Pho Hoang is Arcata's Vietnamese restaurant, with noodle soup, spring rolls, barbeque dishes, and stir-fried noodles. The food tends to be high in salt and MSG, but they must be doing something right because it's one of the most popular restaurants in Arcata. Tue-Sun 11:30 am-8:45 pm; closed Mon.
Szechuan Garden has decent and satisfying Chinese food. 752 18th Street, Arcata. Mon-Fri 11 am-9 pm, Sat-Sun 12 pm-9 pm
The wildly popular Tomo Japanese Restaurant serves robust Japanese food including great sushi. Go early to avoid the crowds. 708 9th Street, Arcata (on the plaza; enter through the Hotel Arcata lobby). Mon-Sat 11:30 am-2 pm, 4 pm-9 pm; Sun 4 pm-9 pm.
Just down the street is Sushi Spot, which is also very popular. The focus here is on sushi and there's only a limited selection of other dishes. 670 9th Street, Arcata. Tue-Thu 4 pm-9 pm, Fri-Sat 4 pm-10 pm, closed Sun-Mon. Open on most holidays.
Renata's Creperie serves really tasty crepes and big bowls of soup in a funky coffeehouse setting (bare wooden tables with mismatched chairs, local art on the walls). Lots of local character. Perhaps reflecting the restaurant's orgin as a lunch truck, the crepe fillings tend to be simple, based on cheese, egg, and ham. They're open for breakfast (the menu is the same). At up to $30 per person, a full meal can be a bit expensive, but it's good. 1030 G Street, Arcata, just north of the plaza. Tue-Sun 8 am-3 pm, Fri-Sat 5 pm-9 pm, closed Mon.
La Trattoria is a small mom-and-pop place serving updated Italian food with an emphasis on fresh, natural flavors. The web page makes it look a lot fancier than it is. The menu is limited (6 pasta dishes, 1 non-pasta dish, 3 appetizers, a salad, and a dessert) and changes daily. As post-hike food I find that it's not quite satisfying enough, but it's perfect if you want a light dinner. 30 Sunnybrae Center, Sunny Brae. Take the Samoa / Sunny Brae exit of Highway 101 toward Sunny Brae. Turn left at the second traffic circle, then pull into the strip mall on your left. La Trattoria is in the little building off to the side of the main building. Thu-Sun 5:30-9 pm; closed Mon-Wed.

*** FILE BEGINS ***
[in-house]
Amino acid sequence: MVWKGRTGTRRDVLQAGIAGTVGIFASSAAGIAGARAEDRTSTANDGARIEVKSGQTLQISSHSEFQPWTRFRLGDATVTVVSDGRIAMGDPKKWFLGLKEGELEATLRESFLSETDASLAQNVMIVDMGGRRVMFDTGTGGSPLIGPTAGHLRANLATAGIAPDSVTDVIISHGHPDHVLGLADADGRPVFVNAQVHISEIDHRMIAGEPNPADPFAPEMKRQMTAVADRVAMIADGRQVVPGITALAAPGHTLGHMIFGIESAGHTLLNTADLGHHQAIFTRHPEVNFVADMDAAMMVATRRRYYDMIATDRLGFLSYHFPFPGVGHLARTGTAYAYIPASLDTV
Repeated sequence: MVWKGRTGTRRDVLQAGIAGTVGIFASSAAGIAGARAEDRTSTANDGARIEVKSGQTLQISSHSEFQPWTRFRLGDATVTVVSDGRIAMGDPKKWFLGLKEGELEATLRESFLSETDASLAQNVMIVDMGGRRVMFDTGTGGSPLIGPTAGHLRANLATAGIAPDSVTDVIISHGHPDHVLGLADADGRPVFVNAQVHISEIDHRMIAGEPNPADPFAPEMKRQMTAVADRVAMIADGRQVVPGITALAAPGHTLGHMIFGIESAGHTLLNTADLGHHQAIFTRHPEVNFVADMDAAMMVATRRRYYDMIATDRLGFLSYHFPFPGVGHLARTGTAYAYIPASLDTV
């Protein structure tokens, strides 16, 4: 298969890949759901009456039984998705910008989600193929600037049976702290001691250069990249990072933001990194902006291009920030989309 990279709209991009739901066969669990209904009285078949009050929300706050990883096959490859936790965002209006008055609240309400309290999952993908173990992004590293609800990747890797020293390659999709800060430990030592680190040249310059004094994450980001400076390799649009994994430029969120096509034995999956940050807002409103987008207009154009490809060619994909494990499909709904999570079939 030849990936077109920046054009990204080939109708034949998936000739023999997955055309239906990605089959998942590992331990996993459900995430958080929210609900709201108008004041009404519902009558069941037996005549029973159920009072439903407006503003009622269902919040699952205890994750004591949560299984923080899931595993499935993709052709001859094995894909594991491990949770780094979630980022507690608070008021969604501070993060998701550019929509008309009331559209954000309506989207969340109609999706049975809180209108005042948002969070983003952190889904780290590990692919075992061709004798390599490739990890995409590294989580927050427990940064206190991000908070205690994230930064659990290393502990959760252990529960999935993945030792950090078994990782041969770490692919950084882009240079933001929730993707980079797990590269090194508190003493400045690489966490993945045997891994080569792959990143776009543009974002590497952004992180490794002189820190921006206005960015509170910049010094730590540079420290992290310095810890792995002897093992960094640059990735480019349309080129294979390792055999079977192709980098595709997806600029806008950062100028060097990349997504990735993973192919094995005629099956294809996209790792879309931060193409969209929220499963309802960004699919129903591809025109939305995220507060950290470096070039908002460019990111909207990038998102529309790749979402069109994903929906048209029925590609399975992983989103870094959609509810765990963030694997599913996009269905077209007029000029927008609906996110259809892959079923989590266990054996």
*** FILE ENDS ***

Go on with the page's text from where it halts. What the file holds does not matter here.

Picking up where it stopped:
Kebab Cafe is a typical burger/kabob joint in a nondescript shopping center at the northern edge of town. They serve kabobs, gyros, falafel, and burgers. The food is OK but I thought the kabobs were kind of dry. 5000 Valley West Blvd #19, Arcata. Mon-Fri 11 am - 8 pm, Sat 12-7 pm, closed Sun. They stop taking orders well before closing time.
Mazzotti's seems to be really popular and has been voted best Italian restaurant by readers of the Times-Standard. To me, the food here seems mass-produced. South side of the plaza in Arcata; also in Old Town Eureka. Mon-Thu 11:30 am-9 pm; Fri 11:30 am-10 pm; Sat 3:30 pm-10 pm; Sun 3:30 pm-9 pm.
Restaurant 301, in the Hotel Carter, is the area's fanciest restaurant. The food really is good, although personally, after a day of hiking I usually prefer a more down-to-earth setting.
Pho Thien Long: A surprisingly good Vietnamese soup noodle joint. They mostly serve spring rolls, soup noodles, and barbeque dishes. The "bun" bowl is great - thin strips of barbequed pork, shrimp, and egg rolls over rice noodles that you drizzle with sweet fish sauce, chili sauce, and hoisin sauce. 615 F Street (near town hall), Eureka. Mon-Sat 10 am-8:30 pm; Sun 10 am-7 pm.
No visit to an old-growth redwood park can properly begin without first getting provisions from a hippie grocery store, and Arcata's North Coast Co-Op is one of the best, with such redwood hiking essentials as grilled tofu sandwiches and fresh-baked vegetarian hot pockets. The bakery also makes good pastries and pies. There's a larger branch in Eureka. 6 am-9 pm, 7 days a week; bakery closes at 7 pm.
Wildberries has a more yuppie-ish ambiance. There are fewer backpack-friendly foods to be found here than in the Co-Op, but the Ramone's Bakery counter inside the store (open until 9 pm) has ham-and-swiss croissants and excellent pastries. The late hours are a godsend for travelers. 7 am-midnight, 7 days a week.
A great store for outdoor gear is Adventure's Edge. 630 10th Street, Arcata (well-hidden a block north and east of the plaza). Mon-Sat 9 am-6 pm, Sun 11 am-5 pm.
The Humboldt Music website has the most complete list of upcoming music events.